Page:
Money Mondays – Introduction to Peer to Peer Lending

Each week, I will bring you a new guest post in the series “Money Mondays”. Today’s post is from Lewys The Frugal Student.

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Interest rates right now suck. Weve even had to endure a further Bank of England base rate cut this past year after the Out vote. On top of this, inflation is now at 3% a year meaning that any cash you hold is increasingly worth less.

If youre like me, then youre fed up of these depressing returns and are looking to boost your returns. Youve looked at the bank accounts on offer but arent impressed and are not prepared to take on the risk of stock market investing.

Well, I may just well have the answer!

Peer to Peer lending

Peer to Peer lending can offer returns of as much as 12% although this comes at the price of significant risk. Put simply, peer to peer lending is the act of lending your money to borrowers through an online platform. In return for lending your money to borrowers the platform will give you a percentage of the interest charged to the borrower as a return. The most popular platforms minimise the risk of a lender encountering large bad debts by splitting a lenders investment over several borrowers (often tens to hundreds). 

In this guest post Ill tackle the following most common questions surrounding peer to peer lending in order

How risky is peer to peer lending?
How much can I realistically earn from peer to peer lending?
How do I start peer to peer lending?

How risky is peer to peer lending?

The question of risk is of course a subjective one.

For example, peer to peer lending is rightly considered moderately risky to compare with a savings account but is considered much less risky than investing in individual stocks and shares.

Personally, I dont consider peer to peer lending that risky due to the large contingency funds platforms now used to back lenders. I know many people will disagree citing the fact that a total loss is possible in the event of a catastrophic economic downturn – definitely possible whilst considering uncertainty surrounding Brexit.

To reduce risk, I would recommend sticking with the more well known platforms that have larger contingency funds such as Zopa, Funding Circle or RateSetter.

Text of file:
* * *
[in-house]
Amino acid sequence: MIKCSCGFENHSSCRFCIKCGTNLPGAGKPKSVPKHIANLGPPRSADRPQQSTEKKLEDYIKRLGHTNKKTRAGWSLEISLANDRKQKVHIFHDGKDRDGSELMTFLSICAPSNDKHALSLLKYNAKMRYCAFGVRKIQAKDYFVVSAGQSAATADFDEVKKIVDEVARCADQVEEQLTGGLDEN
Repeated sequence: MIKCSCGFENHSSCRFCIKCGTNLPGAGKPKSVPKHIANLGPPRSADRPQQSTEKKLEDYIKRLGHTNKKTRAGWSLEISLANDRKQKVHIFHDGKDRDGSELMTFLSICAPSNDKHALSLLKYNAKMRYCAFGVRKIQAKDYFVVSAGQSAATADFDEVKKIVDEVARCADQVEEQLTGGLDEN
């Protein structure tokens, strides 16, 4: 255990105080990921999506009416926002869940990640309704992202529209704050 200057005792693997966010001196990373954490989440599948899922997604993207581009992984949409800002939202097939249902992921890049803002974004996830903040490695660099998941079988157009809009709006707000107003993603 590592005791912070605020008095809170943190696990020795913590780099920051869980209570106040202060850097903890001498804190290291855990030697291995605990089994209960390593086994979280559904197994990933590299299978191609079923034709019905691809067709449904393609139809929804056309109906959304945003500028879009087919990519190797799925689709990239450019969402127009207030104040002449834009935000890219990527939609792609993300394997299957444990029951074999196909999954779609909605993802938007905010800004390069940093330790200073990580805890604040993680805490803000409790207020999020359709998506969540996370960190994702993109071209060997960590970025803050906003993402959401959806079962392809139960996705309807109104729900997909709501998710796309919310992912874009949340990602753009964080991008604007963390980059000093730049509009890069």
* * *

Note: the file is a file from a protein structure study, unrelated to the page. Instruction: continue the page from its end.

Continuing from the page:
As anything, returns are usually linked to risk. The higher the return, the riskier the investment and as such the higher returns of over 6% are usually reserved for those lenders willing to take on substantially more risk.

As a quick example, Zopa offers returns of 3.7% for investments across their safer core marketand 4.7% for investments across their (higher risk) markets.

How much can I realistically earn from peer to peer lending?

If we take the main three platforms, we can see that the amount one can earn from peer to peer lending varies not only by risk, but more commonly by the time one is willing to lock their money up for.

Ratesetter is currently offering;
*3.1% annual returns on a rolling market basis meaning that you can pull out your cash at any time
*4.2% if you lock up your cash for a year (penalties apply for early withdrawal)
*5.6% if you lock up your cash for 5 years (penalties apply for early withdrawal)

Funding circle on the other hand advertises a projected annual return of 7.5% (after bad debts and fees). Although this will be significantly less if you get burdened by many bad debts.

Answering the question of how much one can realistically make from peer to peer lending is difficult as it is highly dependent on risk tolerance. For the conservative investor willing to lock his/her cash up for a year with the comfort of a contingency fund, 4.2% is comfortably achievable.

For those seeking to earn a much higher return should look towards platforms such as Funding Secure which secures loans against borrowerspersonal assets, such as jewellery, and offers lenders returns of up to 13%. Although clearly, this is substantially higher risk.

How do I start peer to peer lending?

Luckily P2P lending sites are now a lot more straight forward than they used to be. Most now feel just like a bank account!

If youre looking to start peer to peer lending then Id recommend setting up an account with Ratesetter and opting for the one year account. You simply open an account, deposit your money and wait for Ratesetters platform to lend the money for you.

Once you get the hang of Ratesetter and how it works, you can experiment with higher return platforms such as Lending Crowd which lets you self-select investments.

One thing to keep in mind though is that platforms have been slow to launch their promised ISA accounts and as such most platforms still only offer classicaccounts. As a result, anyone earning above £1,000 in interest is liable to pay tax.

If youre looking to open an ISA account and dont mind investing in the stock market then I highly recommend you check out my Nutmeg Investment Review. If youre looking to invest in the stock market then you should start with my complete guide to investment strategies.

If you have a blog yourself and want to take part in this weekly series, get in touch and let me know your ideas.

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